When seamstress and clothing designer Markell Mockabee first got her hands on her mother’s sewing machine when she was only 9 years old, it was love at first sew.
“My mother was a seamstress,” she explains to me one afternoon at her sun-lit home studio in New Jersey, smiling at the memory. “So every time I heard her working at home, I would go and watch. She let me sit there with her, but she always said to me, ‘Don’t touch this machine.’” Here, she laughs. “She said, ‘You can’t touch this machine until you know how to use it and respect it.’ So little by little, she taught me how to sew.”
Mockabee still remembers the first outfit she made: tan shorts with big stitches and a matching fringe vest, which her mother hesitantly let her wear to school. Then, the following Christmas, her mother bought her her very own sewing machine, and she hasn’t stopped sewing since.
It wasn’t until recently, after years of raising her children as a single parent, that Mockabee was able to retire from her job in education and dedicate her time to sewing. Now, she spends her days creating bright, patterned clothes for her brand, Markell’s Closet, as well as teaching private sewing lessons and volunteering at her church.
“I do a lot of clothing for teens,” she explains. “I love that age. I do proms, birthdays, things like that. I love to experiment with people of all body types, too.”
Perhaps her biggest break so far was when she collaborated with New Jersey teen Kyemah McEntyre to create her prom dress this past spring, which went viral online for its beautiful draping, vibrant colors, and princess-inspired styling. After the two collaborated on the design, Mockabee sewed it and brought it to life. Images of the dress spread like wildfire on the Internet, and it quickly caught the attention of Power’s own Naturi Naughton. Once Naughton, who is also from New Jersey, learned that Mockabee sewed the dress, it was only a matter of time before Mockabee found herself sewing Naughton a dress for the 2015 BET Awards.
“I knew this was a chance of a lifetime,” Mockabee explains. “I worked day and night on the dress, and Naturi was so great to work with.”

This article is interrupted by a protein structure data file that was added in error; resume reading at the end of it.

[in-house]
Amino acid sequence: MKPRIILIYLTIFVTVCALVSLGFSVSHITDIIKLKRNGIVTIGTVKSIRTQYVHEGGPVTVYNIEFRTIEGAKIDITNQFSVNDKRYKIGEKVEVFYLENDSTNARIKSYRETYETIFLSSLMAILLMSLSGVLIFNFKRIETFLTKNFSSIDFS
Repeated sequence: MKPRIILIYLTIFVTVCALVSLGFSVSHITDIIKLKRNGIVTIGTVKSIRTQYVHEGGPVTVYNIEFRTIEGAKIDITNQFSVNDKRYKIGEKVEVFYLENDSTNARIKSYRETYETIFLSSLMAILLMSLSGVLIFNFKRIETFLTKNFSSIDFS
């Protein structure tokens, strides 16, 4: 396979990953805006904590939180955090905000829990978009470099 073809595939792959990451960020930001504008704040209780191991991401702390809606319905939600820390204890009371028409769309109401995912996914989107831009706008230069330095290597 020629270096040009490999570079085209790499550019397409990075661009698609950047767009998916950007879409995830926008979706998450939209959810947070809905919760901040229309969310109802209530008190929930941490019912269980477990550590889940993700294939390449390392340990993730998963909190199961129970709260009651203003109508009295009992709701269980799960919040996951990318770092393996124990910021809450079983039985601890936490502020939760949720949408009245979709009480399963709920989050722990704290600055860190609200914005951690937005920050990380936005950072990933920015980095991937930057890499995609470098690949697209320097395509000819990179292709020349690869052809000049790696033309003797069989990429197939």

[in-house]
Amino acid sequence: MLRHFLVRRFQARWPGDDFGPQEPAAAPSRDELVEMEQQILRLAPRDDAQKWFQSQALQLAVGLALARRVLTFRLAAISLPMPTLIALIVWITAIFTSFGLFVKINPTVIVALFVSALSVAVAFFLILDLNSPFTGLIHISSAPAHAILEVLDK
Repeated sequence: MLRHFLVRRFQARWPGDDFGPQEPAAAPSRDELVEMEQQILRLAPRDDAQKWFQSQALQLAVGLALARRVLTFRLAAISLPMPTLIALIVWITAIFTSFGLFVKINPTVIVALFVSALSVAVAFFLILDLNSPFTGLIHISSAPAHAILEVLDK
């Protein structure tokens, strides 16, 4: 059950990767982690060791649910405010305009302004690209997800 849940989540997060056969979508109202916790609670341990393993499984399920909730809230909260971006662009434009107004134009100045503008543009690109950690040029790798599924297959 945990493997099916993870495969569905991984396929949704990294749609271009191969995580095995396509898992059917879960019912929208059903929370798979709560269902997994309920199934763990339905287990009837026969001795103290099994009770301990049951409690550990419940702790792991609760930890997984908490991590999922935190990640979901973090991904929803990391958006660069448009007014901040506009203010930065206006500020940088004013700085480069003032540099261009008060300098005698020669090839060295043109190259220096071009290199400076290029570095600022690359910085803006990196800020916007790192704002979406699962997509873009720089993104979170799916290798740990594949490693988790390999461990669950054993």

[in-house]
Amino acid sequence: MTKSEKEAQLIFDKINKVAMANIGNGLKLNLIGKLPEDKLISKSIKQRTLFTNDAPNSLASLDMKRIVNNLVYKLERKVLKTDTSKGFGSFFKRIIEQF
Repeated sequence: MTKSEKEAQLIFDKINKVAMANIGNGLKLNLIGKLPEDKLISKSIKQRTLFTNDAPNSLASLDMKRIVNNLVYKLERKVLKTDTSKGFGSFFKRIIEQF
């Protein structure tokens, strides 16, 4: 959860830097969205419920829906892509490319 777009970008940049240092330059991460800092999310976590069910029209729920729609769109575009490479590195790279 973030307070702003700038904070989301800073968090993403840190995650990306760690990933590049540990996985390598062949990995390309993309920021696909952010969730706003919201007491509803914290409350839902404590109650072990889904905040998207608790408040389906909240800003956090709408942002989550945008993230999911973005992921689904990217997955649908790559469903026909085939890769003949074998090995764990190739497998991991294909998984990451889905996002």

The bright orange mermaid-style dress rightfully ended up on Best Dressed lists everywhere, and like a domino effect, Mockabee’s business boomed. Now she’s designing and sewing pieces for buyers all over the state, as well as catching nationwide and even worldwide attention.
This season, her newest adventure
is a men’s line, which has doubled her clientele. The collection will be available this fall, and includes ready-to-wear vibrant dashikis, vests, custom bowties, and neckties. To say she’s excited to branch off into menswear is an understatement.
“I was making so many custom dashikis for guys this summer, I thought, why not just make a whole collection?” she says.
In addition to designing pieces, Mockabee is also very passionate about giving back, especially by being involved in her church, helping the homeless, and attending local events to support her community.
“You know,” she tells me at last, “I’ve been through a lot. I’m just thankful that God helped me through it. He had to teach me some lessons and I had to go through some fire in order to appreciate some things, but now, I’m so grateful for that. I’m a stronger person now because of that.”
For more information, visit markellscloset.com.
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BY MEGAN PORTORREAL
Photographed by Christopher McCormick (CVisuals)